Uruguay Holidays: an Overview

You just know a destination is a winner when the great and the good of the neighbouring countries flock there in their droves. Even more impressive when those two neighbours are places as spectacular in their own right as Brazil and Argentina. So, whisper it quietly, little Uruguay is the holiday destination to watch in Latin America, and after a recent research trip we're suitably smitten. If we had to pinpoint one thing that's sets Uruguay apart, it's probably those beaches and the achingly hip towns that line the shore

Many people might think of Uruguay as a 'deeper cut' - somewhere to go once you've well and truly caught the Latin American bug in the big guns like Brazil, Argentina or Peru. Well, there's a certain logic to that, but Uruguay has more than enough attractions for the Latin American first timer as well, with the added advantage that these attractions are in relatively easy reach of each other - particularly when compared to the distances involved in either of the country's vast neighbours.

Some scene-setting statistics - Uruguay has just 3.5 million inhabitants in a space about the same size as Britain, meaning it's a whole heap less crowded than the place we call home, and those wide open spaces just happen to be extremely attractive, too, made up of endless pristine beaches, beautiful rolling hill country and vast plains of cattle grazing pastures. Add a healthy dose of fascinating colonial history, a burgeoning wine industry and boutique hotels to rival any in the continent and this is a cracking addition to our Latin American portfolio.

It gets better - this is the sort of country that active types will adore, be their chosen mode of transport a horse, a mountain bike, a surfboard or a kite surfer. Riders can enjoy the full gaucho experience and even try their hand at that most glamorous of sports, polo; the many wineries can be explored by (increasingly unstable, presumably) mountain bike and the coastline has beaches and breaks to suit all standards of surfers, kited or otherwise.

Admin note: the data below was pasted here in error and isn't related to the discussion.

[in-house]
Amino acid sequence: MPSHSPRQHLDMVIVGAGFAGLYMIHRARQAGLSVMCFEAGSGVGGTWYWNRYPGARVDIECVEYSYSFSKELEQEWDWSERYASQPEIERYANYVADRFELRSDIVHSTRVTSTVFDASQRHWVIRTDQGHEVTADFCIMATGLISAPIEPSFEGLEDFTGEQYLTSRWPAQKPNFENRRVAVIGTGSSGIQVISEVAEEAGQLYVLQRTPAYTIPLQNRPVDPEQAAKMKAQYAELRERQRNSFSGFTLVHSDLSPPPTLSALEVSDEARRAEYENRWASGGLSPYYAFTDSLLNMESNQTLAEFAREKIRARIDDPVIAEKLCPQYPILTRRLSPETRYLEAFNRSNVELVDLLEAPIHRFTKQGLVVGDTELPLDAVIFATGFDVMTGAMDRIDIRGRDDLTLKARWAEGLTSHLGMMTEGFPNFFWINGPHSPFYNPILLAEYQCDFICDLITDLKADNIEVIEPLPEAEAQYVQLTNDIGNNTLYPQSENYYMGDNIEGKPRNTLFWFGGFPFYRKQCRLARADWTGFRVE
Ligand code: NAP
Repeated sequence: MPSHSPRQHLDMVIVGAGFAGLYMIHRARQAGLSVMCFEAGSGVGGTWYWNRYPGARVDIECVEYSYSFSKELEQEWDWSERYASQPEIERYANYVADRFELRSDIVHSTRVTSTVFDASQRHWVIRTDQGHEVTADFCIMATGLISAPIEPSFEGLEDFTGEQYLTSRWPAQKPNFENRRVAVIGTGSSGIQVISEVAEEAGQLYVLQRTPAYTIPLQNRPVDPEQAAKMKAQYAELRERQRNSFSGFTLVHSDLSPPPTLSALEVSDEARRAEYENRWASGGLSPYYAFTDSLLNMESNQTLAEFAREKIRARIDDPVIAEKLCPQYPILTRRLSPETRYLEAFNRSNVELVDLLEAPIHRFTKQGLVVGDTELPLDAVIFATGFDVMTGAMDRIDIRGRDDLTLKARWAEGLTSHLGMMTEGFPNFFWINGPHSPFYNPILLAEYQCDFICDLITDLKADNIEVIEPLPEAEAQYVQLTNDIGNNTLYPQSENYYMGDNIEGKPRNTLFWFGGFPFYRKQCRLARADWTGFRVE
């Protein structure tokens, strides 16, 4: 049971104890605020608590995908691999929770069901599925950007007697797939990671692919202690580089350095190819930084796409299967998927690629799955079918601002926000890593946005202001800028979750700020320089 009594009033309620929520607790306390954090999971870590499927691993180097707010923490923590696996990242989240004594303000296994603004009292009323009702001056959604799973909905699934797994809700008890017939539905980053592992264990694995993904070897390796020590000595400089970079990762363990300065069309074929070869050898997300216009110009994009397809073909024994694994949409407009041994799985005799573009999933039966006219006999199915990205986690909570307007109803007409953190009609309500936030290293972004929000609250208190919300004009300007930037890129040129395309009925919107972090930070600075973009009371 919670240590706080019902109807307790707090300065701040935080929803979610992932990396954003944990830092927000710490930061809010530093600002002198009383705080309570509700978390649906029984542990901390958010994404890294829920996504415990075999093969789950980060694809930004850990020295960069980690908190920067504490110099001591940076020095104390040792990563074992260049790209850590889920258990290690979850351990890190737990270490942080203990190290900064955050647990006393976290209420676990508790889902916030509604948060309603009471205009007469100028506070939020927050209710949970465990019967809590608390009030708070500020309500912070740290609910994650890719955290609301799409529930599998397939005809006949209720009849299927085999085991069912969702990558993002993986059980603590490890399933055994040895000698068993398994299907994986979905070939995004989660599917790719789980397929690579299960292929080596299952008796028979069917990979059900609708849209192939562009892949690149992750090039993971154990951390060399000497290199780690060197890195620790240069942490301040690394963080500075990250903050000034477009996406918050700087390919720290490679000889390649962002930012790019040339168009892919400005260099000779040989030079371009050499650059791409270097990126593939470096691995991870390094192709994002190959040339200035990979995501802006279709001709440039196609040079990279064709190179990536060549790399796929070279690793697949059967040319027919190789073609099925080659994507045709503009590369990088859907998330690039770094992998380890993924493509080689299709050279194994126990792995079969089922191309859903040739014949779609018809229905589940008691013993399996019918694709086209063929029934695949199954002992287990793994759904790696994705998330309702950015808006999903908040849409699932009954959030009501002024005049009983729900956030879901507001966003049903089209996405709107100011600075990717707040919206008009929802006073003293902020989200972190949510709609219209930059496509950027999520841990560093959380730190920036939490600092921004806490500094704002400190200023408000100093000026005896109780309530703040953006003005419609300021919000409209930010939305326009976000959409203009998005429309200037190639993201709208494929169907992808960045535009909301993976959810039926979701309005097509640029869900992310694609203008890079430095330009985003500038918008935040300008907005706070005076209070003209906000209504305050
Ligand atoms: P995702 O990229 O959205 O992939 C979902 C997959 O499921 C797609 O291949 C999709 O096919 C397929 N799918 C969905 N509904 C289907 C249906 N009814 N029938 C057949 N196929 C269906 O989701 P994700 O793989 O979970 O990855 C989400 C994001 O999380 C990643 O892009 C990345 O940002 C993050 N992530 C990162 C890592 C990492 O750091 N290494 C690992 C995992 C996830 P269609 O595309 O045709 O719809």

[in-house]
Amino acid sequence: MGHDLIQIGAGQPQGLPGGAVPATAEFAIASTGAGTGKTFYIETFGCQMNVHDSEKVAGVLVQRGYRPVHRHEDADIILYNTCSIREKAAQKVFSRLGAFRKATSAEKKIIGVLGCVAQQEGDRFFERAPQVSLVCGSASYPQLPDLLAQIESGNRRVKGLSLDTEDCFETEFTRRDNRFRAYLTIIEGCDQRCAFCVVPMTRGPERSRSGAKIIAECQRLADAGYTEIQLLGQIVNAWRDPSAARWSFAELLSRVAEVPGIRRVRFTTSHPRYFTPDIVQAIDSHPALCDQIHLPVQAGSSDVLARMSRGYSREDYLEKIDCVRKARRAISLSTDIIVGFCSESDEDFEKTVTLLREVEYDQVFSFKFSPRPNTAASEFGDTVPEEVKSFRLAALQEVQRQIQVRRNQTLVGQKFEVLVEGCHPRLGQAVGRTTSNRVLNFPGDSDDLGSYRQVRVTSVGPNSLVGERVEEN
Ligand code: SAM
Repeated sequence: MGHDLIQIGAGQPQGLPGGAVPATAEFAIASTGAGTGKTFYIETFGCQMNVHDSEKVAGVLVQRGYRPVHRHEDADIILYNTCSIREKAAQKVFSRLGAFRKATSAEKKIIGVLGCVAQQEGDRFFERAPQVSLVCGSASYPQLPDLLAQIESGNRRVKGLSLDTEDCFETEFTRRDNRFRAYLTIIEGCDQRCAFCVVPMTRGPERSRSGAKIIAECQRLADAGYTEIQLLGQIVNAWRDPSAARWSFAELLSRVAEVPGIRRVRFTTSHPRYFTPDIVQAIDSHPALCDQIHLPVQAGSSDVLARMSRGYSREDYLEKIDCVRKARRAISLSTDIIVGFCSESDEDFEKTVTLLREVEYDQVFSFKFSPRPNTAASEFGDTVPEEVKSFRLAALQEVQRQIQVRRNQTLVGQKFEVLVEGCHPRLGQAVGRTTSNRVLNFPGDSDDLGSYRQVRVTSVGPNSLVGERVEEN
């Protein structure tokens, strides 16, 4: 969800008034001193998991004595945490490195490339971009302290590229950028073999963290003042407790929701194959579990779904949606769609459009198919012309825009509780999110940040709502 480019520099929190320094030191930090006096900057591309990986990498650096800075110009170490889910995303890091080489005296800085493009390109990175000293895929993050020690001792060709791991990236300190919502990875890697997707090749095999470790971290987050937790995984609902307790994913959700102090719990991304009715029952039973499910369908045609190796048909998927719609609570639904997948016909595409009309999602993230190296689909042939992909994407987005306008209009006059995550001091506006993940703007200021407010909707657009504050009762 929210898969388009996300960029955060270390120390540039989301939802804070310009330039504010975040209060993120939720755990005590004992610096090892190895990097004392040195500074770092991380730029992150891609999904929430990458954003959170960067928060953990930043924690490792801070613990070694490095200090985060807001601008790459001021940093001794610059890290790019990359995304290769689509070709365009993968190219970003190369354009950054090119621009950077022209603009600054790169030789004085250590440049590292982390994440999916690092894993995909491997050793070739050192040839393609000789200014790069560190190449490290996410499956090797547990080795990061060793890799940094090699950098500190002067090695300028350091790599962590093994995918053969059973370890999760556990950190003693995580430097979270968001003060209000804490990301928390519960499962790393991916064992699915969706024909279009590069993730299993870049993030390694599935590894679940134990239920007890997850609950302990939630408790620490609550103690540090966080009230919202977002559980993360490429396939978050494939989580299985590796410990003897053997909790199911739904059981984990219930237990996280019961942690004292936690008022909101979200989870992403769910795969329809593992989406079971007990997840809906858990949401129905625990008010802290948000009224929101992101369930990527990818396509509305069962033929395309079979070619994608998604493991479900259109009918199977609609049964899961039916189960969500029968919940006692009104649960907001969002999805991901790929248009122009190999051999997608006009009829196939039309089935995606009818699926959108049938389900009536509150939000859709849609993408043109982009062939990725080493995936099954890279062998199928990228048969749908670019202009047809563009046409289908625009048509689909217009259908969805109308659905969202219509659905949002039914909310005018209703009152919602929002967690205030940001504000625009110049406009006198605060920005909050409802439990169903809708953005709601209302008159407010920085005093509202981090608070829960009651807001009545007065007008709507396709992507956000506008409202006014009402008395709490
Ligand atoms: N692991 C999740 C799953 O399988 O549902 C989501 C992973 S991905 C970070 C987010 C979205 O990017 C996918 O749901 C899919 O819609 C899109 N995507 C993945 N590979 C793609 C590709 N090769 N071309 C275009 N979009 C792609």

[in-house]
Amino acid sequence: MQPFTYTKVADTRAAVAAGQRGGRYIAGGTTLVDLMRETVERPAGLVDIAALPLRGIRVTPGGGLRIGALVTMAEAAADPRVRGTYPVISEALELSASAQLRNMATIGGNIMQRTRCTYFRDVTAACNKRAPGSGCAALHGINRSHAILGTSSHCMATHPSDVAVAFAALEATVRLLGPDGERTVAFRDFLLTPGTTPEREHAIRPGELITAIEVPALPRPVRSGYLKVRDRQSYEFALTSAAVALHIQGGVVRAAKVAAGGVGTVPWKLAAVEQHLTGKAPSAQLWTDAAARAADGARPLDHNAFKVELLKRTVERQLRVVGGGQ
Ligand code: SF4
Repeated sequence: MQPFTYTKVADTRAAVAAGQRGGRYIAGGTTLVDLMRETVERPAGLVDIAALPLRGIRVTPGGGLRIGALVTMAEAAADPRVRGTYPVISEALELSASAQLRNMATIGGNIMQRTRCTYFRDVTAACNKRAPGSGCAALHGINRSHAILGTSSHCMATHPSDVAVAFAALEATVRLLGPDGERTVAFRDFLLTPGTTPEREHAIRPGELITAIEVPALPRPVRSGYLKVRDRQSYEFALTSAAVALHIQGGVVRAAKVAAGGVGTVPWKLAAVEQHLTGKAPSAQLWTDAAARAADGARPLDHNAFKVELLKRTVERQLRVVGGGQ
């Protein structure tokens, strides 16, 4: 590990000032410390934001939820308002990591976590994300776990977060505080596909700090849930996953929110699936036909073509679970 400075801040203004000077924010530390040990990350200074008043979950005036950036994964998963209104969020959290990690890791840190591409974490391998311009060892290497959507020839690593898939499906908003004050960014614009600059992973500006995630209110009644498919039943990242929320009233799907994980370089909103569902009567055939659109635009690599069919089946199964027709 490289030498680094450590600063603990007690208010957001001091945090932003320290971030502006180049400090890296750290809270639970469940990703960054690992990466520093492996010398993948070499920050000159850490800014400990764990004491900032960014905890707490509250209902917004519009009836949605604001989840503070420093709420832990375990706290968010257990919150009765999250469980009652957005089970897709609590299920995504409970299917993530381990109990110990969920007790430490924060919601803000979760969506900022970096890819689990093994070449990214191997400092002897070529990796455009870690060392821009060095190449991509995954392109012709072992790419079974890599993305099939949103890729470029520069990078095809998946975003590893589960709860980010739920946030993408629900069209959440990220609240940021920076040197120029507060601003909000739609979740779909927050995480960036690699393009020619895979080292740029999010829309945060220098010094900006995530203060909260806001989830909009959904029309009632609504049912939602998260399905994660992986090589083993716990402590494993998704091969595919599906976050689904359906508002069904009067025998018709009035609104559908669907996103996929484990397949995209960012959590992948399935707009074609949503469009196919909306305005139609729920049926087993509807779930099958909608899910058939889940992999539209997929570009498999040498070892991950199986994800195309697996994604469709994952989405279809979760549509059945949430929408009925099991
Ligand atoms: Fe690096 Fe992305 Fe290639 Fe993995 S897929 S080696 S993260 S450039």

Uruguay also offers trekking and cooking courses and the chance to spend time with some of Latin Americas most charming and laid back people.

The trendiest of the beach towns, Punta del Este, Jose Ignacio and Cabo Polonia, play host to an impossibly beautiful crowd in the summer months, so work on that tan and toning regime before you arrive and then prepare to party hard. They also attract a serious crowd of jetset party animals come Christmas and New Year. Fortunately, the hoteliers we work with can open all the right social doors so you can join in the fun.

If you can drag yourself away from all this hedonism, a combination holiday with Argentina works a treat as the best way to arrive in Uruguay is flying into Buenos Aires and hopping across the River Plate.

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Map of Uruguay

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A Note on Price

Uruguay is relatively small and it's easy to pack in a lot in without taking expensive domestic flights. Aside from high season, where there seems to be no upper limit on hotel rates, a two week itinerary starts from £3,500 per person including international flights.